Asian Vine Snake, Ahaetulla prasina
The Asian Vine Snake or the Oriental Whip Snake (Ahaetulla prasina) is a species of tree snake commonly found in South and Southeast Asia.
The Asian Vine Snake has an extremely slim body, although the adult will appear thicker in circumference. It can grow upwards of 6.5 feet. Adult coloration may appear as a bright fluorescent green, light brown, or a flat, dull yellow-brown. Most snakes will have a thin pale line running along both sides of the body. A main feature of the snake is its sharply triangular shaped head. Another identifying characteristic is its extremely long tail. Although similar in appearance and relation to the Big-eyed Green Whip Snake, it can be recognized for having much smaller eyes. The eyes are quite unique, having binocular vision along with keyhole-shaped pupils. This allows the snake more acute vision to account for more successful striking distance when feeding.
While sometimes found in urban gardens and coastal areas, The Asian Vine Snake primarily inhabits rainforests in the Philippines. It uses trees as a main form of hunting, striking the prey from low-hanging tree branches. It is considered a mildly venomous snake, and is “rear-fanged” (the teeth are located in the back of the upper jaw) with larger fangs intended to help with venom delivery. In contrast, snakes such as vipers and cobras have fangs located in the front, conjuring memories of what the layperson imagines when thinking of snake fangs.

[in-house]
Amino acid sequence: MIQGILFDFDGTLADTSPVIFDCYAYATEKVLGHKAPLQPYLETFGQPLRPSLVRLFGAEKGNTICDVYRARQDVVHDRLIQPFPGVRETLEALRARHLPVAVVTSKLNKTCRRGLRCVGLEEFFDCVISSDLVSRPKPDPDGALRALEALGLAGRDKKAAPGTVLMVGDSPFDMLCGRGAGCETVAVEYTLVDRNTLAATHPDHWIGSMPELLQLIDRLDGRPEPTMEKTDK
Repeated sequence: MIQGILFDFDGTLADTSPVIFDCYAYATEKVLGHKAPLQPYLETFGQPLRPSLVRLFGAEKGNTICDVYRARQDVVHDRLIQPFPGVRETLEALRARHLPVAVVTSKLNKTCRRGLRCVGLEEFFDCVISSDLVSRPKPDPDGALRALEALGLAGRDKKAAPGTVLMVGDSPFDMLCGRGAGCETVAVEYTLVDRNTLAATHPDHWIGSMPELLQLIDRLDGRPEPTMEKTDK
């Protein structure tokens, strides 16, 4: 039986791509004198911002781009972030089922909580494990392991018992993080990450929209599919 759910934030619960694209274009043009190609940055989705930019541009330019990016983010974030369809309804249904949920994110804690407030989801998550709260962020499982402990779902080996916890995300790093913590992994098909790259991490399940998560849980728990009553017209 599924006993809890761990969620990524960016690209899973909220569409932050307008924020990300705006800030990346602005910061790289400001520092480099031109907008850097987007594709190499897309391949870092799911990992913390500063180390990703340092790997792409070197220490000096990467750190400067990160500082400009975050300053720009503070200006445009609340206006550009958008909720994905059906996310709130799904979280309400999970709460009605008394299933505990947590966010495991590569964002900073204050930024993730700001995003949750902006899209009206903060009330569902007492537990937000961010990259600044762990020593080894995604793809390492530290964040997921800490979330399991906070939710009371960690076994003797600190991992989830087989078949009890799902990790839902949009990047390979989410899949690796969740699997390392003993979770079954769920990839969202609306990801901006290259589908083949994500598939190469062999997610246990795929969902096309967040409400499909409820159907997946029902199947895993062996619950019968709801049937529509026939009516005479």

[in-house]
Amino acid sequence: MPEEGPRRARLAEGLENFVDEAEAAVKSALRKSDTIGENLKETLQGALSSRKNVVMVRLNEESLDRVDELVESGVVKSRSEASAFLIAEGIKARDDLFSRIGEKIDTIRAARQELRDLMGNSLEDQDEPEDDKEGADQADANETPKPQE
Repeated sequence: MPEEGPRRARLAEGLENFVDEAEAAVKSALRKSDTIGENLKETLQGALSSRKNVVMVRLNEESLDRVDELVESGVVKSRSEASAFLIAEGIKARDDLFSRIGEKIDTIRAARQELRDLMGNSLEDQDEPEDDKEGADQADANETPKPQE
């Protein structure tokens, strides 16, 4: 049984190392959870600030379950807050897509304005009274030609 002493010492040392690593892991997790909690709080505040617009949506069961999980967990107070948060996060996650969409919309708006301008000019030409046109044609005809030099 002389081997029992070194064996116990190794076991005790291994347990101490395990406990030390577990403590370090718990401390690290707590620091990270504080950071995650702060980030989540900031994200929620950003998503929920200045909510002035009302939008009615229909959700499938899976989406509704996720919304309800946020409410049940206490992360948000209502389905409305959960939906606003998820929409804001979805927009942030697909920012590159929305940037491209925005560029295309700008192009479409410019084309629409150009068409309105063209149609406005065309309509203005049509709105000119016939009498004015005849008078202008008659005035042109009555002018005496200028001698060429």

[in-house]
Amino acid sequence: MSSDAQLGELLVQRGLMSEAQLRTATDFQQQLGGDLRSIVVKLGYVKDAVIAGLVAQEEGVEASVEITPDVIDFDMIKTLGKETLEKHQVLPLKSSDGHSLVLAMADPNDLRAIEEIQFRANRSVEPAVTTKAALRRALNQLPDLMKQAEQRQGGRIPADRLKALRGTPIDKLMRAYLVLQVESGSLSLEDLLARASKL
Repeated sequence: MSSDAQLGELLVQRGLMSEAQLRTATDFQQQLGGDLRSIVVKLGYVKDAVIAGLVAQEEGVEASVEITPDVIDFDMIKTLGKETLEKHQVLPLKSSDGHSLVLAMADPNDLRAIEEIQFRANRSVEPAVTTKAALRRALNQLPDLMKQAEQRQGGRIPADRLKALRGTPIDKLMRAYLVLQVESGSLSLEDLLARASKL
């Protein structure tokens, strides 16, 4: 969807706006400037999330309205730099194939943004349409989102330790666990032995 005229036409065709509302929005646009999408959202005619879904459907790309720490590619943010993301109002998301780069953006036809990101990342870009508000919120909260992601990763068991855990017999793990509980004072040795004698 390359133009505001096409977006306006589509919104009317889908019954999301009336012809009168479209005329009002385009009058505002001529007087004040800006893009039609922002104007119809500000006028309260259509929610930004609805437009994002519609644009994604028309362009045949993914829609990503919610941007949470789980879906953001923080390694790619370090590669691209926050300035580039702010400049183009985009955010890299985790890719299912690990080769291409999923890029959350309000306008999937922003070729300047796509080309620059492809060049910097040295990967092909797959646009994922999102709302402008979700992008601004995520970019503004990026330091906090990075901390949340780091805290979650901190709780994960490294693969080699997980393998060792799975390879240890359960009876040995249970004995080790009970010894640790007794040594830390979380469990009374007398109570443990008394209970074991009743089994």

The babies of this particular species of tree snake are born alive, not hatched from an egg. They are usually brown with yellow and black flecks. The mother usually gives birth in groups of four to 10.
Image Caption: Asian Whip Snake (Ahaetulla prasina) at Cincinnati Zoo. Credit: Greg Hume (CC BY-SA 3.0)